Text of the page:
Proposed Coal Mine Raises Questions About Drinking Water and Salt Fork River

Heartland Coalfield Alliance member organizations Prairie Rivers Network and Stand Up to Coal joined today with local farmers, residents and landowners along the Salt Fork River in Champaign and Vermilion counties to host a press conference calling for more transparency as Indiana based Sunrise Coal, LLC seeks to acquire water for coal processing at a proposed mine near Homer, IL.

There is a great deal of concern about the threat posed to availability of groundwater and the health of the Salt Fork River watershed, which would receive discharges from the mine.

A public meeting will be held for stakeholders and residents to discuss concerns about the impact the mine would have on water, which will take place Wednesday, May 23rd at 7:00pm, at the Salt Fork Center at Homer Lake.

###

FOR IMMEDIATE RELEASE

5.10.2012

Stakeholders and Residents Invited to Public Meeting May 23rd, 7:00 pm at Homer Lake’s Salt Fork Center to Discuss Concerns

Homer, IL – Representatives of Champaign and Vermilion county residents, including stakeholders along the Salt Fork of the Vermilion River, held a press conference today to highlight questions that have been raised in response to media reports that the Village of Homer is negotiating a deal with an out of state coal company to provide water for a proposed coal mine.

Questions have been swirling since media reports surfaced last month suggesting that Sunrise Coal of Terre Haute, Indiana is seeking a deal to purchase water for use in coal processing from the Village of Homer – including water from its drinking water wells near Ogden, or from the Salt Fork River.

“The Salt Fork is a beautiful natural resource in the backyard of our community. It is a rich and diverse sanctuary for wildlife,” explained Sue Smith, local farmer and Salt Fork resident. “Our family has grown up along this river system for generations, appreciating and enjoying its natural beauty. We canoe, kayak, hunt, fish, and bird watch in and along its banks from the Saline Branch at Crystal Lake Park in Urbana to the Vermilion River in Danville.”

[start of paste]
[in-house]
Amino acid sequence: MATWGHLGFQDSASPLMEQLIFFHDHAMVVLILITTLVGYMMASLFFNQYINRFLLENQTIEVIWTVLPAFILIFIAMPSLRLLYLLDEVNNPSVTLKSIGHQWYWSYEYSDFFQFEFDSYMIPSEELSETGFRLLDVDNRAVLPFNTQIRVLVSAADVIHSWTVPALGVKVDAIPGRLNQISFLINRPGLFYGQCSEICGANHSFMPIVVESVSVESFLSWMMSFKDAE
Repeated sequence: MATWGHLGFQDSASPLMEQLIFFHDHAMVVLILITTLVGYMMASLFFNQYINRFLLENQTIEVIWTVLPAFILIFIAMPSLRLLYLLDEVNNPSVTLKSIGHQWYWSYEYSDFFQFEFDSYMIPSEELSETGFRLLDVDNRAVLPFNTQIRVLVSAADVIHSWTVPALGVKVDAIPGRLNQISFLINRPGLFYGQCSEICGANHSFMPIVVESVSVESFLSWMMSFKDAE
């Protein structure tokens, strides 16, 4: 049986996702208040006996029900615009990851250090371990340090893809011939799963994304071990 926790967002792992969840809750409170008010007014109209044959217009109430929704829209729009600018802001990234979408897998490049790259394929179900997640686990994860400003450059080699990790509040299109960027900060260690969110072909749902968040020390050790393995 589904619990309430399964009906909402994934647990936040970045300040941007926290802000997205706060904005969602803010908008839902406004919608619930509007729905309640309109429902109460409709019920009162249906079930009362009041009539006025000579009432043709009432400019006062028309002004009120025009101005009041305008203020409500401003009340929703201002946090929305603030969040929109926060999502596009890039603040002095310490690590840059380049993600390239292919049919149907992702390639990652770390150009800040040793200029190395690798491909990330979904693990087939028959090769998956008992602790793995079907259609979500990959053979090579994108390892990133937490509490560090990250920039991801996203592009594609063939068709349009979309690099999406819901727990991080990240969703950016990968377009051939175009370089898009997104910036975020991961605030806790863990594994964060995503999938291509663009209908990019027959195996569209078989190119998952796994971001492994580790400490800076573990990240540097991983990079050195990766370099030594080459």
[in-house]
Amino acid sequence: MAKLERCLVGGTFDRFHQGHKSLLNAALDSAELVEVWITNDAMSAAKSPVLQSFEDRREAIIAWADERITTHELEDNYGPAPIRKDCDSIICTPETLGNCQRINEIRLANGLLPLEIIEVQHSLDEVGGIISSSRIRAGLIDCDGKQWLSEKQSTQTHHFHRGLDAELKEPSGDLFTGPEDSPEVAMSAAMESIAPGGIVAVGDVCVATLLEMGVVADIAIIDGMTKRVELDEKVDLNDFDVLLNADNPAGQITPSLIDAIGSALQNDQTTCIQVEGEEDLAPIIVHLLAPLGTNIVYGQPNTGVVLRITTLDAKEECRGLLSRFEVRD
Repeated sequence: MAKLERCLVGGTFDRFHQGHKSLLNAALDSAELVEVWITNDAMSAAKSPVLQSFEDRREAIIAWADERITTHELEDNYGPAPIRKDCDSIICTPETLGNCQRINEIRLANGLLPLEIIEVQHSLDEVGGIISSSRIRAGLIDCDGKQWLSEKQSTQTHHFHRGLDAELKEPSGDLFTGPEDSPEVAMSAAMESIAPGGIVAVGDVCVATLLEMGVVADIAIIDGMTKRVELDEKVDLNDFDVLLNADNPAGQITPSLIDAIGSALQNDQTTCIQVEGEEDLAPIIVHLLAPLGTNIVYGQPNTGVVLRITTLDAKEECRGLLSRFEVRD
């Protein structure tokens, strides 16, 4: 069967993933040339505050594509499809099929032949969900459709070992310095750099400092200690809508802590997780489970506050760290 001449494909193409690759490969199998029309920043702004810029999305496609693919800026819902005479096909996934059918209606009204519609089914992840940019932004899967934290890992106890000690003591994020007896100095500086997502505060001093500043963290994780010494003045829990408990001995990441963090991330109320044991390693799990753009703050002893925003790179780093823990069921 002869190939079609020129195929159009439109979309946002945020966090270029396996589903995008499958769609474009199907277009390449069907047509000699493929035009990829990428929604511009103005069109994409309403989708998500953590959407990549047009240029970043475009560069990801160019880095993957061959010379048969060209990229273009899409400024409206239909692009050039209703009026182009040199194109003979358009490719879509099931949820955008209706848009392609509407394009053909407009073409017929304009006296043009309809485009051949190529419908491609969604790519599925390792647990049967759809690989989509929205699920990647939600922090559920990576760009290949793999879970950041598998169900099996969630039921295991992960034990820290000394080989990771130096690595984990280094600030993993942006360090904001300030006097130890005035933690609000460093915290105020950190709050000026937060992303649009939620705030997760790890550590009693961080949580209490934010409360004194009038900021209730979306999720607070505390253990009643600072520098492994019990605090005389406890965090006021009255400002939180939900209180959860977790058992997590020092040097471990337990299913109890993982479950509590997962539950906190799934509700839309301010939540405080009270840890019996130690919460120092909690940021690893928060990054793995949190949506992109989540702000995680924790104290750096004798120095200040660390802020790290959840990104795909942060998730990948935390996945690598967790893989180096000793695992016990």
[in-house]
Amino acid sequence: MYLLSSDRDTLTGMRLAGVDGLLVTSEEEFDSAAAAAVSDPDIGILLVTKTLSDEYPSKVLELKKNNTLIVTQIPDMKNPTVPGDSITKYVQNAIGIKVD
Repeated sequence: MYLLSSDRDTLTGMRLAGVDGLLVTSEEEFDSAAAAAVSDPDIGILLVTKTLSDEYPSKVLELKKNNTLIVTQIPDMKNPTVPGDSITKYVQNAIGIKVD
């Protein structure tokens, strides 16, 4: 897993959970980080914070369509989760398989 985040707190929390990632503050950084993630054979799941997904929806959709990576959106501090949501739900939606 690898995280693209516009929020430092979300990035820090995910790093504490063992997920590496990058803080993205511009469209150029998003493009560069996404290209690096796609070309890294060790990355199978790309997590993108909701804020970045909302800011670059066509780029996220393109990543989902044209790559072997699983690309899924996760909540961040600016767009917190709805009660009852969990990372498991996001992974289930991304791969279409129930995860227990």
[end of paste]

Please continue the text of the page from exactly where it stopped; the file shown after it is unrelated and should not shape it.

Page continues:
Speakers also raised concerns about the mine’s proposal to discharge mine wastewater into Olive Branch, which is a tributary of the Salt Fork River. This has the potential for adding sediments and pollutants such as heavy metals and salts into waters now used for drinking water supplies, fish and wildlife habitat, recreation and livestock watering.

“In the last three years, one-third of Illinois coal mines have been out of compliance with their water discharge permit for over one year or more, so there is serious concern that if this coal mine is approved, the Olive Branch and Salt Fork will bear the burden of increased coal mine pollutants, including chlorides and sulfates as well as heavy metals such as arsenic, lead, mercury and selenium”, explained Traci Barkley, Water Resource Scientist with Prairie Rivers Network. Prairie Rivers Network is a statewide nonprofit that advocates for the protection of Illinois’ rivers and streams.

“We must be able to protect our communities and our resource base. We need transparency based on timely and accurate information from the officials we’ve chosen to serve us and from companies that want to do business here,” said Charles Goodall, a Vermilion County farmer and landowner. “We must put behind us the days when we are ambushed by mining companies.”

To address these concerns, the speakers announced a that public informational meeting hosted by Prairie Rivers Network will be held on Wednesday, May 23rd, 2012 at 7:00 pm at the Salt Fork Center at Homer Lake.

“We urge the village leadership as well as all our local stakeholders and decision makers to seek full disclosure of the risks, and seek guarantees to maintain and enhance the quality of our lives in our community,” said Peter Kuchinke a Salt Fork landowner and resident.

Local residents, farmers, landowners, anglers, paddlers are invited to discuss concerns they have about the implications these proposals may have on drinking water availability, as well as the lasting ecological health of the Salt Fork River. The goal is to have an open and transparent discussion, voice shared concerns, and obtain answers to questions to protect the Salt Fork River, as well as a sustainable future for our rural Champaign and Vermilion County communities.

 

Share on FacebookTweet about this on TwitterShare on LinkedInEmail this to someone

Leave a Reply

  

  

  

You can use these HTML tags

<a href="" title=""> <abbr title=""> <acronym title=""> <b> <blockquote cite=""> <cite> <code> <del datetime=""> <em> <i> <q cite=""> <s> <strike> <strong>